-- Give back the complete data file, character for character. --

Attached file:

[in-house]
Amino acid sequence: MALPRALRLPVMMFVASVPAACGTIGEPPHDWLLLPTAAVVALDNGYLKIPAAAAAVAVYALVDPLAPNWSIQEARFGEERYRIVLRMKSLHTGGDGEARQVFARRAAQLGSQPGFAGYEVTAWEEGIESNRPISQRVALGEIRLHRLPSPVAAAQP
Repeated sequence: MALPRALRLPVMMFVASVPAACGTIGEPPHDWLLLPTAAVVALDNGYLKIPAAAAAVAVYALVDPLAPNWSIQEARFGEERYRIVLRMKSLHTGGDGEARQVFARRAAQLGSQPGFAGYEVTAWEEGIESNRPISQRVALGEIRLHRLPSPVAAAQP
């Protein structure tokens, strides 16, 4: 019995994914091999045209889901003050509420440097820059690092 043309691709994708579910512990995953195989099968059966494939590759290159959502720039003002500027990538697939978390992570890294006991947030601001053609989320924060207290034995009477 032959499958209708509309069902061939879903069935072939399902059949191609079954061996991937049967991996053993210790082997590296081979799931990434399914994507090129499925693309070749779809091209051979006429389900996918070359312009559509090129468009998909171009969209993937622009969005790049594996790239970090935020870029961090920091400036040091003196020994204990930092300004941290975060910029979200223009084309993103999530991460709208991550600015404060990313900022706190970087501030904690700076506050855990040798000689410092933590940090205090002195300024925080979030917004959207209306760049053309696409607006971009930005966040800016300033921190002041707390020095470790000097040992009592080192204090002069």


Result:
[in-house]
Amino acid sequence: MALPRALRLPVMMFVASVPAACGTIGEPPHDWLLLPTAAVVALDNGYLKIPAAAAAVAVYALVDPLAPNWSIQEARFGEERYRIVLRMKSLHTGGDGEARQVFARRAAQLGSQPGFAGYEVTAWEEGIESNRPISQRVALGEIRLHRLPSPVAAAQP
Repeated sequence: MALPRALRLPVMMFVASVPAACGTIGEPPHDWLLLPTAAVVALDNGYLKIPAAAAAVAVYALVDPLAPNWSIQEARFGEERYRIVLRMKSLHTGGDGEARQVFARRAAQLGSQPGFAGYEVTAWEEGIESNRPISQRVALGEIRLHRLPSPVAAAQP
């Protein structure tokens, strides 16, 4: 019995994914091999045209889901003050509420440097820059690092 043309691709994708579910512990995953195989099968059966494939590759290159959502720039003002500027990538697939978390992570890294006991947030601001053609989320924060207290034995009477 032959499958209708509309069902061939879903069935072939399902059949191609079954061996991937049967991996053993210790082997590296081979799931990434399914994507090129499925693309070749779809091209051979006429389900996918070359312009559509090129468009998909171009969209993937622009969005790049594996790239970090935020870029961090920091400036040091003196020994204990930092300004941290975060910029979200223009084309993103999530991460709208991550600015404060990313900022706190970087501030904690700076506050855990040798000689410092933590940090205090002195300024925080979030917004959207209306760049053309696409607006971009930005966040800016300033921190002041707390020095470790000097040992009592080192204090002069």